What is Prediction Quality and how is it calculated for the different ML problem types?

Prediction quality is a metric appearing in the “Summary” and “Performance” pages of supervised ML models (Regression, Binary Classification, and Multi-class Classification) on the AI & Analytics Engine.

To understand what prediction quality is and how it is computed, it is first essential to know how models are evaluated. The dataset chosen by the user to create the supervised ML app is first split into separate train and test portions. Each model under the app is trained using only the train portion. This way, it is guaranteed that models do not “see” the test portion during training. The trained model will be evaluated on the test portion. During the evaluation, the target column is first removed from the test portion, and the remaining columns are fed as inputs for the model to make predictions.

This way, the outcomes in the test portion that the model is required to predict are “hidden” from the model. The predictions of the model on the test portion are then compared with the actual values in the target column which the model should have ideally predicted. This process is summarized in the diagram below:

machine learning model prediction quality

Prediction quality is one of the metrics that are computed in the above evaluation process. It is a measure of how close the supervised ML model’s predictions are to the actual values in the target column of the test/evaluation portion in question. It is a percentage value from 0% to 100%, where 0% indicates that the model’s predictions are completely off, and 100% indicates that the model predicts perfectly.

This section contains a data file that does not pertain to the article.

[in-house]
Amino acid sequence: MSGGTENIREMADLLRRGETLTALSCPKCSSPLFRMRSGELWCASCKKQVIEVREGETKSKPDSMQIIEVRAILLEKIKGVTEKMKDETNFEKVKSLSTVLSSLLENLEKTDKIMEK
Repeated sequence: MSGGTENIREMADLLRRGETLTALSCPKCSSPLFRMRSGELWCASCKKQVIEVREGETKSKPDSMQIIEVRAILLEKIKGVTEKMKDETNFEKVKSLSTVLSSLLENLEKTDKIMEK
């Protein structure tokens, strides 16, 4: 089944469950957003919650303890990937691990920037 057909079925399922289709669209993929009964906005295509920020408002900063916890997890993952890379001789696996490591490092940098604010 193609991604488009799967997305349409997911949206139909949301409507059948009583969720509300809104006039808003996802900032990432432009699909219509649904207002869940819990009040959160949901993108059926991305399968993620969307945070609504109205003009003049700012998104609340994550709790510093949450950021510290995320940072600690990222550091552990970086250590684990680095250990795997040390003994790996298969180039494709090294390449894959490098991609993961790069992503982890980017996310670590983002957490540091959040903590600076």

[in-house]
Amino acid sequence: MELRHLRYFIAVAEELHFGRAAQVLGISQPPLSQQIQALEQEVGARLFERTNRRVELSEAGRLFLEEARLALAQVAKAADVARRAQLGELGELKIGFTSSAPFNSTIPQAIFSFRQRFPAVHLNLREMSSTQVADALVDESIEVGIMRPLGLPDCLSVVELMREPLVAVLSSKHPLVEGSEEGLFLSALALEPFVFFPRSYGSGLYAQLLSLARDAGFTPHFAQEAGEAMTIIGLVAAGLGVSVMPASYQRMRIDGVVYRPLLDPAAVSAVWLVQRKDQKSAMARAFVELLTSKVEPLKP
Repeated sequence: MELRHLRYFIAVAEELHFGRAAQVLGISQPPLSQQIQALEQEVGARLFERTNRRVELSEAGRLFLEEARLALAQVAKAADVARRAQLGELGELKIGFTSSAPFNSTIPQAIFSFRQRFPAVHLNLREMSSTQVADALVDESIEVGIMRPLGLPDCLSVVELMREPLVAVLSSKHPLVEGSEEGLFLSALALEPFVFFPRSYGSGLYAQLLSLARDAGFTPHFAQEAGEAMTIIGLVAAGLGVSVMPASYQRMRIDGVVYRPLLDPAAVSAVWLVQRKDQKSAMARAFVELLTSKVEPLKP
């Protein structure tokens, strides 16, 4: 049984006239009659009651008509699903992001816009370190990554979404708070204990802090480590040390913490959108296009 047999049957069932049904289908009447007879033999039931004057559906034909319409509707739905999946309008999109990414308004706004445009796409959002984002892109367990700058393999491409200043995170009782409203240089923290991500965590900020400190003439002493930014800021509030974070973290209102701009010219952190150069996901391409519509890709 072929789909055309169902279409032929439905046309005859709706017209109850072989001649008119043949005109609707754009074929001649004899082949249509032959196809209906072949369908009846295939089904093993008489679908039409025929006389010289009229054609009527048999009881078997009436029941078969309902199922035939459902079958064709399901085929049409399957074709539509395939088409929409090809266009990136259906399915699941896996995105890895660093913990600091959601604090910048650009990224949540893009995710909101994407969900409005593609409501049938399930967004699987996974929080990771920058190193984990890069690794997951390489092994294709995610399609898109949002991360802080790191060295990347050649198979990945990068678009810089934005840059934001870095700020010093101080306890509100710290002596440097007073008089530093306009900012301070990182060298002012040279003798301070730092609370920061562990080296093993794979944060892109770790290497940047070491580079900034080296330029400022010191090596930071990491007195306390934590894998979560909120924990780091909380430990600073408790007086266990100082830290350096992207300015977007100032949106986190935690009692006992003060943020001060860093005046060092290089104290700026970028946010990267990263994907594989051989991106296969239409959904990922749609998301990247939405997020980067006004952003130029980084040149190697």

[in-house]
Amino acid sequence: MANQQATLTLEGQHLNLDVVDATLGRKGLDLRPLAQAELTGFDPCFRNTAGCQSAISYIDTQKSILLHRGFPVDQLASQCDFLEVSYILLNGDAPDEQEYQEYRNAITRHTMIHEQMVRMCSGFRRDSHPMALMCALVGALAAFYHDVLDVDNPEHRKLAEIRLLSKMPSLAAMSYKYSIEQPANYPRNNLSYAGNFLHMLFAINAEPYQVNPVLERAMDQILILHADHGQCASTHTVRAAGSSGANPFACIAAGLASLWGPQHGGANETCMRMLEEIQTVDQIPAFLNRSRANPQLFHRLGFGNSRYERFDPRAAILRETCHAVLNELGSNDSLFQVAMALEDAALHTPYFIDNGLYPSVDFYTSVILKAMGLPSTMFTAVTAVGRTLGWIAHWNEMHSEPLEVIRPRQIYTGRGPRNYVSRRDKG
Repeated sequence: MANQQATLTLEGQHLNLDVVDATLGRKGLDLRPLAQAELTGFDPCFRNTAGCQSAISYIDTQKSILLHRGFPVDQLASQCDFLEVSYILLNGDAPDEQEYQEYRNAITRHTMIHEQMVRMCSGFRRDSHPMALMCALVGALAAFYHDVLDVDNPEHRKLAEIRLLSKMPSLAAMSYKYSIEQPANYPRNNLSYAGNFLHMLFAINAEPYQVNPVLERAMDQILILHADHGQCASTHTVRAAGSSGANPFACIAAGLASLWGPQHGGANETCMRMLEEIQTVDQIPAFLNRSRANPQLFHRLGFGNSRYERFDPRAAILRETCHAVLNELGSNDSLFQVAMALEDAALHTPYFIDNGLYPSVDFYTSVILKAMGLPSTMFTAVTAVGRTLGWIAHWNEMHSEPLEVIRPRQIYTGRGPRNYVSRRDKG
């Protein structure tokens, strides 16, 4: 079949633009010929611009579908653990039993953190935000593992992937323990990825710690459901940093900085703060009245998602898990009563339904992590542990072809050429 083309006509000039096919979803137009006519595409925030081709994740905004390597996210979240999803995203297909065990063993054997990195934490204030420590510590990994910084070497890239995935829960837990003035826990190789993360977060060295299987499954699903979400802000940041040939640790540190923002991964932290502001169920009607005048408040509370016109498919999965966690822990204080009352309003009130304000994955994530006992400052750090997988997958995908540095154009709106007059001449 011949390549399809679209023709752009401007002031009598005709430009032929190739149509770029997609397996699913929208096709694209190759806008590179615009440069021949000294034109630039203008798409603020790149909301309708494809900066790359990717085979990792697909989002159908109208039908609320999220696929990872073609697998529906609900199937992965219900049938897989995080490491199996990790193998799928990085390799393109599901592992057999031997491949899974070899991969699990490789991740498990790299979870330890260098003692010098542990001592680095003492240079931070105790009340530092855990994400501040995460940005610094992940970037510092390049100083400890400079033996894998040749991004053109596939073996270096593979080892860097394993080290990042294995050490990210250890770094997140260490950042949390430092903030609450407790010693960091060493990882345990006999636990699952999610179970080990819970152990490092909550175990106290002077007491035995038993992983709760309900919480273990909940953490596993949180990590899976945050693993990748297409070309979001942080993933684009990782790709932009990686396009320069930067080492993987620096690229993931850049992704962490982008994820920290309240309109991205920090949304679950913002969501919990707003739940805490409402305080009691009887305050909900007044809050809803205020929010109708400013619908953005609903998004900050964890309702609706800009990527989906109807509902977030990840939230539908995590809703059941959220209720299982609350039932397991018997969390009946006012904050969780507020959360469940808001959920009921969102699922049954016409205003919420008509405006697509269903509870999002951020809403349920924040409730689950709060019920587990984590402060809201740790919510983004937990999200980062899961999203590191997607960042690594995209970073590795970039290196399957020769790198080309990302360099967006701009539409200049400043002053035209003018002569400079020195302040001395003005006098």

Even though the term Prediction Quality is used for all three problem types (Regression, Binary Classification, and Multi-class Classification), it is computed using a different underlying metric in each case.

Regression

For regression, the prediction quality is measured by the R2 score, also known as the “coefficient of determination” in the statistical community.

The range for the R2 score is 0 to 1, with 0 being the worst and 1 being the best. This score is multiplied by 100 to get a percentage value as the “Prediction Quality”.

Note: The usual method of computing the R2 score can result in a negative value if the model is really bad. In such cases, the engine automatically clamps it to a value of 0. Hence, a value of “0” is to be understood as an “R2 score of 0 or negative”.

Tip: To learn more about the R2 score and the other regression metrics, see this article on regression evaluation metrics.

Binary Classification

Binary classification presents two cases, depending on whether the positive class is the minority or not in the test/evaluation dataset:

  • When the positive class is the minority: Prediction quality is measured by the AUC PR (area under the precision-recall curve) metric. The range for this metric is 0 to 1, with higher values meaning that the model is better. The value of this metric is multiplied by 100 to get a percentage value as the “Prediction Quality”.

  • When the positive class is not the minority: Prediction quality is measured by the AUC ROC (area under the ROC curve) metric. The range for this metric is 0.5 to 1, with higher values meaning that the model is better. The value of this metric is multiplied by 100 to get a percentage value as the “Prediction Quality”.

The positive class is the minority when the number of rows with positive labels in the target column is less than 50% of the total number of rows.

Tip: To learn more about the ROC curve, the precision-recall (PR) curve, the area under curve (AUC) metrics, and other binary classification metrics, see this article on binary classification evaluation metrics.

Multi-class Classification

For multi-class classification, the prediction quality is measured by the macro-averaged F1 score metric. The range for this metric is 0 to 1, with higher values meaning that the model is better. The value of this metric is multiplied by 100 to get a percentage value as the “Prediction Quality”.

Tip: To learn more about the macro-averaged F1 score and other multi-class evaluation metrics, see this article on multi-class evaluation metrics.